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Gains optimization package?

asked 2014-08-05 11:26:09 -0500

arennuit gravatar image

Hi all,

I am looking for a package allowing to optimize gains for a given robot (or a simulated robot) - such as low-level PID gains. The idea is to provide init gains to the package and a cost function to optimize (typically including a component for the "tracking speed" and another one for the "stability") and then to let the package optimize by performing thousands of cycles overnight with different gains so as to converge to an optimum (using gradient descent or whatever relevant method).

Do you know about anything looking like that?

Thanks,

Antoine.

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I would love to see an integration with Mathematica's PIDTune, especially because "Wolfram Programming Cloud" is free now.

prosa100 gravatar imageprosa100 ( 2014-08-05 15:21:37 -0500 )edit

Interesting...

arennuit gravatar imagearennuit ( 2014-08-06 02:29:52 -0500 )edit

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answered 2014-08-07 10:58:12 -0500

Adolfo Rodriguez T gravatar image

This is a partial answer, but hopefully will point in the right direction.

Many PID tuning tools (like Mathematica's or Matlab's) require as input the plant model. Typically you don't have the plant model, so it's something you have to experimentally identify. Again, there are tools out there for doing this. From the ROS side, what would be desirable then is tooling to simplify the process of gathering the data for identifying the plant.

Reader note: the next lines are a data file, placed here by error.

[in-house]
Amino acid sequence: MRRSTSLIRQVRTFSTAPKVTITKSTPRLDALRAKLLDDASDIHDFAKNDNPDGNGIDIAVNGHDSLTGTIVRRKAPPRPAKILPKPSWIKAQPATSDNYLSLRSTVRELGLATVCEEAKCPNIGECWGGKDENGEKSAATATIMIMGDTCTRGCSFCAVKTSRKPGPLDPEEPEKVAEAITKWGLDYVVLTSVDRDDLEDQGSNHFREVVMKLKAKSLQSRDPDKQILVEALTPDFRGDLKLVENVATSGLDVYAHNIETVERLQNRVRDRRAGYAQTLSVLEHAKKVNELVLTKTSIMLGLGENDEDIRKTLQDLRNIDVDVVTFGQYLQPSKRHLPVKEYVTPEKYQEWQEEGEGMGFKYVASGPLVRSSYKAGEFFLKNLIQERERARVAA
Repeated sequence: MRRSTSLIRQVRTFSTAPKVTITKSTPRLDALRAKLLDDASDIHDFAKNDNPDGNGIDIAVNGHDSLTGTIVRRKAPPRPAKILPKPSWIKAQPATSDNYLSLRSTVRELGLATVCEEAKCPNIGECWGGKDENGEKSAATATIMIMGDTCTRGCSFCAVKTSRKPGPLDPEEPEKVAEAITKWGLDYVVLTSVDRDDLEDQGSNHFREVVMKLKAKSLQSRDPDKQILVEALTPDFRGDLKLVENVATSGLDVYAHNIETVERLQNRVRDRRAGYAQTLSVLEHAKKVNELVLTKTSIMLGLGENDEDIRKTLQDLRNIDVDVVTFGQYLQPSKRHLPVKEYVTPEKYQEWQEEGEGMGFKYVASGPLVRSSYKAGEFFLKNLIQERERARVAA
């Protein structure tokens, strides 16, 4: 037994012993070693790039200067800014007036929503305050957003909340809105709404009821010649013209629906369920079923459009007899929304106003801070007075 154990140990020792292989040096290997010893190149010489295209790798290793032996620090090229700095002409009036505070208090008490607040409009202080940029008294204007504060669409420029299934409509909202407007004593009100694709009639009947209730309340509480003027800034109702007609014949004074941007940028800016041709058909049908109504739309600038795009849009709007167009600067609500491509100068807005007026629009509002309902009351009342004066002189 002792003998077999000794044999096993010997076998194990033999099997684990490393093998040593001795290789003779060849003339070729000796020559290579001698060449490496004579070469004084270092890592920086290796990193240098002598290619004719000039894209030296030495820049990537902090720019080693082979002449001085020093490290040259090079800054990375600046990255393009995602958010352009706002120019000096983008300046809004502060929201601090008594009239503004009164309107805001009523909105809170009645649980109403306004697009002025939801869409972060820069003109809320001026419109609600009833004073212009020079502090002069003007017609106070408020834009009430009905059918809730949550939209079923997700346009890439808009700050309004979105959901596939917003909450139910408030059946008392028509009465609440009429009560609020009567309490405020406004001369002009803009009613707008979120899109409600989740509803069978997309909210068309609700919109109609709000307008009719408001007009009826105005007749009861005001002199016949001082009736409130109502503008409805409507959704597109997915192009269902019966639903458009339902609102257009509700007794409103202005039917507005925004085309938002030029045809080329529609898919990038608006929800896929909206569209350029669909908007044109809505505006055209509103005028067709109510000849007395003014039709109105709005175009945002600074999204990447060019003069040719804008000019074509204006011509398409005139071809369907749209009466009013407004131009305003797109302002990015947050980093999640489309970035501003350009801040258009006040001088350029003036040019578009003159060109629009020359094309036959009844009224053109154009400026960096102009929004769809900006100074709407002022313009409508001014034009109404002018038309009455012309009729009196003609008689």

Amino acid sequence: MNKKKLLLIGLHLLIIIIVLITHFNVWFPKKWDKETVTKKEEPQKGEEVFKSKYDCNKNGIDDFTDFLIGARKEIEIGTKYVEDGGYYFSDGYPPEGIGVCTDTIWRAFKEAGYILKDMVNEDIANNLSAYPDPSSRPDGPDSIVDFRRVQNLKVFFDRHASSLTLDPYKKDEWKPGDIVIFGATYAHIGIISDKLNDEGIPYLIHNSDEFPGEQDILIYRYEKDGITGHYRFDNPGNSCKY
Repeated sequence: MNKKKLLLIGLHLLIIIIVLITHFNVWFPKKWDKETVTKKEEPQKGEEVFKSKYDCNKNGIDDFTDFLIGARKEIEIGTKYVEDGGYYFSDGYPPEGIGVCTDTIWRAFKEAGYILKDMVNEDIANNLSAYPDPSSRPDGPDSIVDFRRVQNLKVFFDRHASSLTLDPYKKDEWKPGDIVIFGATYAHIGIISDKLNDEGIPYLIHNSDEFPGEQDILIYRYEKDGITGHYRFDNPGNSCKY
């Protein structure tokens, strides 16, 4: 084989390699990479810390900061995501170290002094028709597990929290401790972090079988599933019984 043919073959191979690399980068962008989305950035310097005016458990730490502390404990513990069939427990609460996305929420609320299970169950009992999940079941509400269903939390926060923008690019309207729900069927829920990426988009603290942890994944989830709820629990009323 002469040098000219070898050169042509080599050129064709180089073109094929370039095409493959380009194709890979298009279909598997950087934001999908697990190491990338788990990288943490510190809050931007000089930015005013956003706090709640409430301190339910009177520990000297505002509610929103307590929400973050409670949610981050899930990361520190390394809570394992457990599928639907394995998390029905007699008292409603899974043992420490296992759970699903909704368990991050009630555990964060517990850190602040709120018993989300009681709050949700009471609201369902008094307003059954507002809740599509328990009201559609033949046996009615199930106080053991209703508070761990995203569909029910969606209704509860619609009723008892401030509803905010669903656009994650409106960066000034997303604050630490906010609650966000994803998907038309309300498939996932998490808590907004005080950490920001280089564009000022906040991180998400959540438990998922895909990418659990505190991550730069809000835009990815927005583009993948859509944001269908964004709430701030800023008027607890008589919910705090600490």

There are some very basic building blocks you can leverage, but it's not a press-play solution, you need to stitch the parts together yourself. For instance, the control_toolbox package has a tool for doing sine sweeps, which can be fed to the actuators and the recorded output in turn fed to an identification tool.

Since PID tuning is not something you do all the time, a tight coupling with the identification and tuning tool is not required IMO. Having something that excites your plant and records the data in a format usable by these tools should be enough. This is still a fair amount of work, and I've never tried it in simulation.

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Hi Adolfo, thanks for you answer. I am not sure I understand the need for sine sweeps : (I am not an expert in identification but) the main methods for identification do not imply spectrum analysis, do they? Or are you talking about approaches like http://tinyurl.com/p25pocd which I thought exotic?

arennuit gravatar imagearennuit ( 2014-08-08 04:05:28 -0500 )edit

For identification, you need some control input (velocity, position, etc). Sine is used quite often for this purposes. Another approach might be pseudorandom binary sequence.

ZdenekM gravatar imageZdenekM ( 2014-08-11 04:30:05 -0500 )edit

@ZdenekM: interesting thnaks ;)

arennuit gravatar imagearennuit ( 2014-08-11 05:20:04 -0500 )edit

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Asked: 2014-08-05 11:26:09 -0500

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Last updated: Aug 07 '14